I urge my fellow people-pleasers to do the same. Look - people are going to try to take advantage of you and of your kindness, your loyalty, your support. It's happened before in all of our lifetimes, and it will probably happen again - we all have people in our lives that make us question our boundaries and our limits. My advice is to please make sure you are not compromising your own moral compass, make sure you're not being coerced into doing something you don't want to do. Believe me, you are still going to be loved and supported if you say no, or you decline. If the person you're trying to please decides to walk away, then maybe, just maybe, they're not worth your time or the gift of YOU. So, there ya have it - there's nothing wrong with declining or deciding not to please them. PLEASE take the time to think things through and to think about how each of your decisions is going to impact you (or others) in the long run. We can still aim to people-please, but we all have to protect ourselves in the process.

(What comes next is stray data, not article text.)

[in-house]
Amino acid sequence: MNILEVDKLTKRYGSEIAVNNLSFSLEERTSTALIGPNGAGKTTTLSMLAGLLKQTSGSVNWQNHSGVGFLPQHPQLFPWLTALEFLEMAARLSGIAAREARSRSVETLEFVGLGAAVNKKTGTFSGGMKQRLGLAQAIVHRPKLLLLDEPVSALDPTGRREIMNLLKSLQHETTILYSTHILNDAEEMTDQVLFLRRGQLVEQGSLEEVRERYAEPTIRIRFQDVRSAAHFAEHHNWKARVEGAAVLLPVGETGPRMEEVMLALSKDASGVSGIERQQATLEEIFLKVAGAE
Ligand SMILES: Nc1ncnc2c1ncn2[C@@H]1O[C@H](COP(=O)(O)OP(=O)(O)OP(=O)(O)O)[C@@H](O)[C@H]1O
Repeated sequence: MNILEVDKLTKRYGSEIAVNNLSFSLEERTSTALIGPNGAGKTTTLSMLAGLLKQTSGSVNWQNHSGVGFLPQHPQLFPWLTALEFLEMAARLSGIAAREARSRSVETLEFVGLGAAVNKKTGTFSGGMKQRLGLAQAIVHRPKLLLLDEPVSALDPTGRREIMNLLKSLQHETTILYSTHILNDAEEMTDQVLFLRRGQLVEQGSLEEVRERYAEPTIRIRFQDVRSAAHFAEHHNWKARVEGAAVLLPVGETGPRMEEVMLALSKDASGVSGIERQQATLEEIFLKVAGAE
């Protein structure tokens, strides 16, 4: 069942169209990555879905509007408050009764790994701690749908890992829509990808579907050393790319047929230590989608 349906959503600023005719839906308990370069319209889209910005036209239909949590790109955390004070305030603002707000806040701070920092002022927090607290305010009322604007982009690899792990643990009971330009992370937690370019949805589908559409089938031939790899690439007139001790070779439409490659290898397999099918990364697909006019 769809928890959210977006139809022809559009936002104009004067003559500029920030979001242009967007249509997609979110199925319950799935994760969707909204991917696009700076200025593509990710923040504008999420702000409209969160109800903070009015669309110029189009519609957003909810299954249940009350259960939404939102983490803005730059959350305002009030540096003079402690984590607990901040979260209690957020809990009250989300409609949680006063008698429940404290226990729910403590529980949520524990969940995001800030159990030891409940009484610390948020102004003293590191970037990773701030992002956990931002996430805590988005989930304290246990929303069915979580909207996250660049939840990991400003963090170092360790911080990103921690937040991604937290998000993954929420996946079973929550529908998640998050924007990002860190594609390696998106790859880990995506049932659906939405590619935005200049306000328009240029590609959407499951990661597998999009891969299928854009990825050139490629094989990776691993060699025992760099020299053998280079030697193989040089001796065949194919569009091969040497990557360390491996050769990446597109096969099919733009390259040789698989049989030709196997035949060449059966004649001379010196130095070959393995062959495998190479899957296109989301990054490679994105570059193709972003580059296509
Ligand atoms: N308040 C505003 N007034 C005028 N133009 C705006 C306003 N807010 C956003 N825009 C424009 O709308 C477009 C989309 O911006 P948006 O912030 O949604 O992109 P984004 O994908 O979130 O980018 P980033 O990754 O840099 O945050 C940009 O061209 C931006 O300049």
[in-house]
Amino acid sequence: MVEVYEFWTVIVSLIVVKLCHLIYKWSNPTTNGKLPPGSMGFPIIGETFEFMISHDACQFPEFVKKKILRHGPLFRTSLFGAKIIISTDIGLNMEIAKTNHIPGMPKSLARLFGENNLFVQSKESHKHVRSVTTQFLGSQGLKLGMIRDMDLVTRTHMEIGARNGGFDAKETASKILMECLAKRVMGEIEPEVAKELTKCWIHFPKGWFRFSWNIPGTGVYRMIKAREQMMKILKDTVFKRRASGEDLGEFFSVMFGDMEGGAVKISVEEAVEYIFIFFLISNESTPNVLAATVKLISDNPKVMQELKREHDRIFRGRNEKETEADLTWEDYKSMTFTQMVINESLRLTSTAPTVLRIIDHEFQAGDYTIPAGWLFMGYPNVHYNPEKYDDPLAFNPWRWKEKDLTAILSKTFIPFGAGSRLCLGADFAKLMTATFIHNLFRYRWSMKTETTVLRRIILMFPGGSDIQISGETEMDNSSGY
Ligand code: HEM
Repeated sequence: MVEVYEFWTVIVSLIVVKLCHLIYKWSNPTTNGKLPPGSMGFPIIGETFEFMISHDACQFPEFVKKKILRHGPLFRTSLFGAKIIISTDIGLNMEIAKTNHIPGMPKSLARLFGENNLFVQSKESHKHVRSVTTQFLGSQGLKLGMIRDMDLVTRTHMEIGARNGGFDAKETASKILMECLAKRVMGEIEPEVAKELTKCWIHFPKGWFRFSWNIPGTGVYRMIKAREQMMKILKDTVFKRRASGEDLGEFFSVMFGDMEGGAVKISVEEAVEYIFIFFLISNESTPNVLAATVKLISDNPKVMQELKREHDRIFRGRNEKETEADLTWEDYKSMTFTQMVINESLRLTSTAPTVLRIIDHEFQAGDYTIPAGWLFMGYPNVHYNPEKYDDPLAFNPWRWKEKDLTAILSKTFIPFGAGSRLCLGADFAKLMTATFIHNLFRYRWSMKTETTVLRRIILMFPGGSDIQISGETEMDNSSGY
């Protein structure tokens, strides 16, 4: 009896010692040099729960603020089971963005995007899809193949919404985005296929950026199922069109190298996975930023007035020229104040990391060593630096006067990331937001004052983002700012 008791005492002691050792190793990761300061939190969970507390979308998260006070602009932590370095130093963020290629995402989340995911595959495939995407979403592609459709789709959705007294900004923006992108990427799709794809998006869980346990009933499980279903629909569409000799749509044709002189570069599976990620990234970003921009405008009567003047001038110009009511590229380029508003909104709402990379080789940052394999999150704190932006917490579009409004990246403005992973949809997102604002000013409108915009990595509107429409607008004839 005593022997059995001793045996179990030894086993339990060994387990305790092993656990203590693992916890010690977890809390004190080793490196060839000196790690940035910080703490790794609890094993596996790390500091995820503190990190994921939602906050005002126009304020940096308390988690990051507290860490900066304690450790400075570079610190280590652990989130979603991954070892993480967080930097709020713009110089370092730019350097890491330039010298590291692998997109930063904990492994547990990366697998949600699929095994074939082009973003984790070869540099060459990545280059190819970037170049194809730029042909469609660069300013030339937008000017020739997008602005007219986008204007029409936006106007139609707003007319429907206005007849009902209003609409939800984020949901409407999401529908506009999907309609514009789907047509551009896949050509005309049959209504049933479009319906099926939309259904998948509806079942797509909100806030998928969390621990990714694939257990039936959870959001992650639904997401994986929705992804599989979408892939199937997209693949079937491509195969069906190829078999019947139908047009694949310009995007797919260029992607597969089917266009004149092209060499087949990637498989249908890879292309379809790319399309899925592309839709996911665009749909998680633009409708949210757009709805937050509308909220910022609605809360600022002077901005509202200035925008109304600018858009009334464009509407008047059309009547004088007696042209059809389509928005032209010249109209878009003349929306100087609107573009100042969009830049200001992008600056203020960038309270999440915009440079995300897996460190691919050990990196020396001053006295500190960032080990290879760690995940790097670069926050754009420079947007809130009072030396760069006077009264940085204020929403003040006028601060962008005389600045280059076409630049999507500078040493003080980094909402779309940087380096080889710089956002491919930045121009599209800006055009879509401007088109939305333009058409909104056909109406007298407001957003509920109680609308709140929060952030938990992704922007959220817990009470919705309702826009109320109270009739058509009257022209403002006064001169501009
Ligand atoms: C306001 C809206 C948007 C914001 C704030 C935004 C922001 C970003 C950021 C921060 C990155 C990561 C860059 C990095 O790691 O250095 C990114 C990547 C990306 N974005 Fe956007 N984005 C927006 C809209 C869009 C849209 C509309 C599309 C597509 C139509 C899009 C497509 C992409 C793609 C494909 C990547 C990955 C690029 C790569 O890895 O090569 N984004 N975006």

I can't stress that enough - as a social worker or as a friend to you all.
I'll keep working on this, for me. I know I've made strides - I guess it's the past that keeps tapping me on the shoulder and saying, 'hey, remember when...' Yes, I remember. Most of it, if not all. I can't take back my behavior as a teen/young adult, but I certainly can control my decisions now. I vow to trust my gut, listen to my heart, and to make informed choices, though I know that, as we all are, I am human and may slip from time to time.
As always, thoughts welcome in the comments. ❤️
NOW, I might be able to get some sleep....much love to you all and many thanks for reading. For those of you experiencing snow/frigid temps, please be safe and stay warm. I'll be back later on.